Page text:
Where castors are used, they also need to be stopped. It would be hard to imagine a mobile display stand without a braking system, or a hospital bed whose castors cannot be locked. Various types of locking mechanism are available for castors, including individual and central locks.
Individual and central locks
The individual lock is fitted to one castor, while the central lock arrests several castors simultaneously. One example of an individual lock is the load-dependent lock. This brakes the wheels when they are not loaded and releases them when they are loaded. Systems such as these are used for chair castors, among other things
Central locks are useful if the castors are difficult to reach or if the equipment is regularly moved and stopped. The big advantage here is that several or even all of the castors can be locked with just one movement.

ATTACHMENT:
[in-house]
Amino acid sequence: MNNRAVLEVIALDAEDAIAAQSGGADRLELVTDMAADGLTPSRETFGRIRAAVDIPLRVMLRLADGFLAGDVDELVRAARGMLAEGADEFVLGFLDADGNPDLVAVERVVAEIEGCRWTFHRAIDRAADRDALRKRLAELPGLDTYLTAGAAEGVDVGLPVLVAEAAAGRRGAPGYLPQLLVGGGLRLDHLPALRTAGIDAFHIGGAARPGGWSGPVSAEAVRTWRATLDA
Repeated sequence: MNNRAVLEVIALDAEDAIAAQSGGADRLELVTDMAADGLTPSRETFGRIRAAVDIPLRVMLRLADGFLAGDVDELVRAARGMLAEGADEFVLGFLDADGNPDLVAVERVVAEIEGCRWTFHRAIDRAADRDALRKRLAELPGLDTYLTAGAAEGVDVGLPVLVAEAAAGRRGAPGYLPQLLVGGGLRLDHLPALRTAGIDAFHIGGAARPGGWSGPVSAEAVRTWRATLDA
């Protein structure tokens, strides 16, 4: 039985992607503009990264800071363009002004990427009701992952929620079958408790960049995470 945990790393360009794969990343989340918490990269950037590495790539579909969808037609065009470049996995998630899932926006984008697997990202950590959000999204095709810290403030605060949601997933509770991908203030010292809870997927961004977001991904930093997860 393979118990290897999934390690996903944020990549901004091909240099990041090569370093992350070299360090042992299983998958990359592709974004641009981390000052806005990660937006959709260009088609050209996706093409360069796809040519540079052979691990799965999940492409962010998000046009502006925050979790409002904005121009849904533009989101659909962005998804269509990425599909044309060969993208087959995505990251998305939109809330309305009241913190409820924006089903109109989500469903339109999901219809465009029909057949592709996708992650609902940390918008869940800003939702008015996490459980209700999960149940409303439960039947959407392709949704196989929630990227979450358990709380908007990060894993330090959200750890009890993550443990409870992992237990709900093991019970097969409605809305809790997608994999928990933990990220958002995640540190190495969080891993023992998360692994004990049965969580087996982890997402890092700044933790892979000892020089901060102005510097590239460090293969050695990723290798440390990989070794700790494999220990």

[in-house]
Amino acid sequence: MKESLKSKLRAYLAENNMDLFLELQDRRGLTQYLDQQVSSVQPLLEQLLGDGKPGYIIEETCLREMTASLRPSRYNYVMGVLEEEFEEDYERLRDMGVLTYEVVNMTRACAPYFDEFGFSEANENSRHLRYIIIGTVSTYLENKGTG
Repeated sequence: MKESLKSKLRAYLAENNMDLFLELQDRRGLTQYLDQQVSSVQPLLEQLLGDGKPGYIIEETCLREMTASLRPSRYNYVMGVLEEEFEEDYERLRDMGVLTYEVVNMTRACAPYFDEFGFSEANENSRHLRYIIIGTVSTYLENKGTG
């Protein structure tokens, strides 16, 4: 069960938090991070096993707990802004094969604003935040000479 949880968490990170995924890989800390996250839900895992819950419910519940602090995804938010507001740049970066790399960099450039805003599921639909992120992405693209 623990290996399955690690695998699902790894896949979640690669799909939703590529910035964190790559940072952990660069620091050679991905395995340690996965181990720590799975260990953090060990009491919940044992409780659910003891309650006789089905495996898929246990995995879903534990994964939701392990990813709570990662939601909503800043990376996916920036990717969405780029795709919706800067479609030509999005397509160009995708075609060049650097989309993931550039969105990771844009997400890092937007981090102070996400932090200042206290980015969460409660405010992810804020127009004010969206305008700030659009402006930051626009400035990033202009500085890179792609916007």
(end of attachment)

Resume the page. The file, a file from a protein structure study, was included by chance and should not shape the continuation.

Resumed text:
Wheel, directional and total locks
Castor locking systems are also broken down into simple wheel locks, which only lock the wheel itself and leave it free to swivel in the back bearing, and directional locks, which only prevent the castors from swivelling and thus allow them to act as fixed castors.
Fixed castors are advantageous in the case of hospital beds, for example, as they make it easier to push the bed in a straight line. Another option is a lock that brakes the wheel and also prevents swivelling at the same time. This is called a total lock. TENTE’s automatic locking system offers a particularly high degree of safety and flexibility. This easy-to-use system activates the lock as soon as the handle is released.
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